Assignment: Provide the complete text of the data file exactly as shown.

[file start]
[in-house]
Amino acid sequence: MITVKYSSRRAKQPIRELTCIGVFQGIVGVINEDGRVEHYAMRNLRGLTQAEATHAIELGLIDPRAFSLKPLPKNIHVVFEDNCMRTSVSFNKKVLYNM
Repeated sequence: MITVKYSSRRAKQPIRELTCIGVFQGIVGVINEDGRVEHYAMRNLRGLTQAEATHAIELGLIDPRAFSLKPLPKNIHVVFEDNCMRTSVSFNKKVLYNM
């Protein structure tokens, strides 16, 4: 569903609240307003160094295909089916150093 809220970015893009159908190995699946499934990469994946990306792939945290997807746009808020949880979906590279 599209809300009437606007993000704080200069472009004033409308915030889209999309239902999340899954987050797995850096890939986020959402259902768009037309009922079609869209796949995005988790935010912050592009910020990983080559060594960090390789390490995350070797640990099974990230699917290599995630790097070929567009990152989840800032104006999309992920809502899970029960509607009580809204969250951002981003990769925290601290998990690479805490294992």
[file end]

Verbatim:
[in-house]
Amino acid sequence: MITVKYSSRRAKQPIRELTCIGVFQGIVGVINEDGRVEHYAMRNLRGLTQAEATHAIELGLIDPRAFSLKPLPKNIHVVFEDNCMRTSVSFNKKVLYNM
Repeated sequence: MITVKYSSRRAKQPIRELTCIGVFQGIVGVINEDGRVEHYAMRNLRGLTQAEATHAIELGLIDPRAFSLKPLPKNIHVVFEDNCMRTSVSFNKKVLYNM
């Protein structure tokens, strides 16, 4: 569903609240307003160094295909089916150093 809220970015893009159908190995699946499934990469994946990306792939945290997807746009808020949880979906590279 599209809300009437606007993000704080200069472009004033409308915030889209999309239902999340899954987050797995850096890939986020959402259902768009037309009922079609869209796949995005988790935010912050592009910020990983080559060594960090390789390490995350070797640990099974990230699917290599995630790097070929567009990152989840800032104006999309992920809502899970029960509607009580809204969250951002981003990769925290601290998990690479805490294992």